COMMENTARY

Nutrition Support for the Obese Surgical Patient

Jay M. Mirtallo, MS, RPh

Disclosures

January 14, 2008

In This Article

Conclusion

Obesity in the postoperative patient presents significant challenges for the clinician providing nutrition support. These patients are at higher risk of developing complications from surgery that requires nutrition support. Also, the medical conditions and physiologic effects of obesity interfere with the success of nutrition and potentially could exacerbate its complications.

When indicated, the caloric and protein dose provided to the obese surgical patient should be chosen carefully. These doses may depend on the severity of obesity and the goal of nutrition support. For the morbidly obese surgical patient, hypocaloric nutrition support is a reasonable approach. The caloric dose that has been used successfully is 50% of the measured energy expenditure. If energy expenditure cannot be measured, another approach is to use a predetermined formula that provides 2 g protein/kg IBW and 14 cal/kg actual body weight.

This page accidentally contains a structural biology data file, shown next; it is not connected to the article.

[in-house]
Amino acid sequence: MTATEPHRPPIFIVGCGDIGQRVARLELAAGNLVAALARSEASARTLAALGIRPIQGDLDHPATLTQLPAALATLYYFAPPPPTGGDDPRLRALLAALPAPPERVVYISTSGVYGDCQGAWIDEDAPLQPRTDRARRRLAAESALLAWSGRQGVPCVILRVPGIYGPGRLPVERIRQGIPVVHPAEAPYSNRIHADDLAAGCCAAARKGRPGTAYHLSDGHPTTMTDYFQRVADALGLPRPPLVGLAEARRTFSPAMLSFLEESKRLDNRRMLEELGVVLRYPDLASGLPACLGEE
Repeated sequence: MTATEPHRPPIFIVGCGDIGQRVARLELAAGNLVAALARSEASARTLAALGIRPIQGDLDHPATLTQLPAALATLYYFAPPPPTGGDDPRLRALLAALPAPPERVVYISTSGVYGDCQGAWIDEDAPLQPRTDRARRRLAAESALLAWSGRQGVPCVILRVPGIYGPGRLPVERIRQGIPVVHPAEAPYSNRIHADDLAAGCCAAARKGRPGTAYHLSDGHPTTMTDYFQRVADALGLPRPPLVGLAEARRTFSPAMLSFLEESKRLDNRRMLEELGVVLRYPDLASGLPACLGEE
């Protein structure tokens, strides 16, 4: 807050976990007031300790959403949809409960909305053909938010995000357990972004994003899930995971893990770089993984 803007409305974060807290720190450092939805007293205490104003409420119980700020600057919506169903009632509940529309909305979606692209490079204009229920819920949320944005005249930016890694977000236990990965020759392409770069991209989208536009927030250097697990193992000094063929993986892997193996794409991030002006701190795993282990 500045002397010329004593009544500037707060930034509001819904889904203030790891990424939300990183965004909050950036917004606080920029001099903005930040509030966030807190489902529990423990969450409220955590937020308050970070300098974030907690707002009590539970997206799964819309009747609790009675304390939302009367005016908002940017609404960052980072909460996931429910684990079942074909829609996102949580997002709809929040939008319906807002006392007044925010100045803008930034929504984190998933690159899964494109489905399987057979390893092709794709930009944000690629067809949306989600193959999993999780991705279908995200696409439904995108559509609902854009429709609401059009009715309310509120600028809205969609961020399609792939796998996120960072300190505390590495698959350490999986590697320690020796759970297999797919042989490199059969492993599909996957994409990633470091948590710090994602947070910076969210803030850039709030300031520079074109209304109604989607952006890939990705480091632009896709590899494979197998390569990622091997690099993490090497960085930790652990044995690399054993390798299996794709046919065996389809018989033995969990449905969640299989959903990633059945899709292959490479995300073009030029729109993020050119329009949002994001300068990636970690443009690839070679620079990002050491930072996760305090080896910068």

For lower classes of obesity, the approach will depend on the goal. If the goal is weight loss with preservation of protein reserves, hypocaloric nutrition support may be used. If maintenance of weight is desired until after recovery from the surgical procedure, then provision of adequate calories is necessary. The caloric dose could be estimated as 25 kcal/kg adjusted body weight, using a factor of 50% to adjust the body weight. Protein doses for hypocaloric nutrition support are 2 g/kg IBW; lower doses may be used for regimens that provide calories to meet estimated needs.

These approaches have not been evaluated in patients with renal or liver disease, so the use of hypocaloric nutrition support in patients with these conditions is not advocated at present.

Many factors influence the accuracy of methods used to determine energy and protein needs in the obese surgical patient, so any approach needs to be monitored closely for adverse effects, especially if it results in an excess caloric dose.

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